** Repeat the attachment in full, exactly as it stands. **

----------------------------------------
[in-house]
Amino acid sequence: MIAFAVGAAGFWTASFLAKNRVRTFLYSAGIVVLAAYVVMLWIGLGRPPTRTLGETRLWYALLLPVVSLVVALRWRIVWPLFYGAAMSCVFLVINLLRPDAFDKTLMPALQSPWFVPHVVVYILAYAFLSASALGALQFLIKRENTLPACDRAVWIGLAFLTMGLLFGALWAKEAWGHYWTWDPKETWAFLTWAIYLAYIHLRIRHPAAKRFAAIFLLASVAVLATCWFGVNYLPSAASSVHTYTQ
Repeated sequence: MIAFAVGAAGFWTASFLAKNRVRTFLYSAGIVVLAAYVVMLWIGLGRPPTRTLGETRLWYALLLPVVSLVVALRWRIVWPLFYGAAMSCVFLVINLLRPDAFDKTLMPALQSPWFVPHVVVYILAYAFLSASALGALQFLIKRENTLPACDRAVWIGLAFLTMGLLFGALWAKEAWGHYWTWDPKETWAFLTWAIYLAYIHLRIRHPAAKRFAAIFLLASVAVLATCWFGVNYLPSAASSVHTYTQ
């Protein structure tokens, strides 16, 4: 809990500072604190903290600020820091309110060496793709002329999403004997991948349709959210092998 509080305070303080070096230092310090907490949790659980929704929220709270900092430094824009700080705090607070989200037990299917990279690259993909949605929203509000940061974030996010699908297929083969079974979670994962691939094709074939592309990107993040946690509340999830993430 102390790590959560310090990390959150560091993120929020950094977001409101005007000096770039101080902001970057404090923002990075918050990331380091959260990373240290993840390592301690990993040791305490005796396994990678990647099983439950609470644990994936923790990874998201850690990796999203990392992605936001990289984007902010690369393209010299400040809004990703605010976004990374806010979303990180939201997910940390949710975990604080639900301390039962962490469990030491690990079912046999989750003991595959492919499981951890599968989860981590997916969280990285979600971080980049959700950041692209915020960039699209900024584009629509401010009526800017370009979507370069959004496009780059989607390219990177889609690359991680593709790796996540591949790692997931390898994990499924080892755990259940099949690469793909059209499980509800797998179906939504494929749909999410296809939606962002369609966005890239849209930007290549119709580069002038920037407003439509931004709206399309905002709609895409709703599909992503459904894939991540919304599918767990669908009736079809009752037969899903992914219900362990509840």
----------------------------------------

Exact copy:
[in-house]
Amino acid sequence: MIAFAVGAAGFWTASFLAKNRVRTFLYSAGIVVLAAYVVMLWIGLGRPPTRTLGETRLWYALLLPVVSLVVALRWRIVWPLFYGAAMSCVFLVINLLRPDAFDKTLMPALQSPWFVPHVVVYILAYAFLSASALGALQFLIKRENTLPACDRAVWIGLAFLTMGLLFGALWAKEAWGHYWTWDPKETWAFLTWAIYLAYIHLRIRHPAAKRFAAIFLLASVAVLATCWFGVNYLPSAASSVHTYTQ
Repeated sequence: MIAFAVGAAGFWTASFLAKNRVRTFLYSAGIVVLAAYVVMLWIGLGRPPTRTLGETRLWYALLLPVVSLVVALRWRIVWPLFYGAAMSCVFLVINLLRPDAFDKTLMPALQSPWFVPHVVVYILAYAFLSASALGALQFLIKRENTLPACDRAVWIGLAFLTMGLLFGALWAKEAWGHYWTWDPKETWAFLTWAIYLAYIHLRIRHPAAKRFAAIFLLASVAVLATCWFGVNYLPSAASSVHTYTQ
């Protein structure tokens, strides 16, 4: 809990500072604190903290600020820091309110060496793709002329999403004997991948349709959210092998 509080305070303080070096230092310090907490949790659980929704929220709270900092430094824009700080705090607070989200037990299917990279690259993909949605929203509000940061974030996010699908297929083969079974979670994962691939094709074939592309990107993040946690509340999830993430 102390790590959560310090990390959150560091993120929020950094977001409101005007000096770039101080902001970057404090923002990075918050990331380091959260990373240290993840390592301690990993040791305490005796396994990678990647099983439950609470644990994936923790990874998201850690990796999203990392992605936001990289984007902010690369393209010299400040809004990703605010976004990374806010979303990180939201997910940390949710975990604080639900301390039962962490469990030491690990079912046999989750003991595959492919499981951890599968989860981590997916969280990285979600971080980049959700950041692209915020960039699209900024584009629509401010009526800017370009979507370069959004496009780059989607390219990177889609690359991680593709790796996540591949790692997931390898994990499924080892755990259940099949690469793909059209499980509800797998179906939504494929749909999410296809939606962002369609966005890239849209930007290549119709580069002038920037407003439509931004709206399309905002709609895409709703599909992503459904894939991540919304599918767990669908009736079809009752037969899903992914219900362990509840």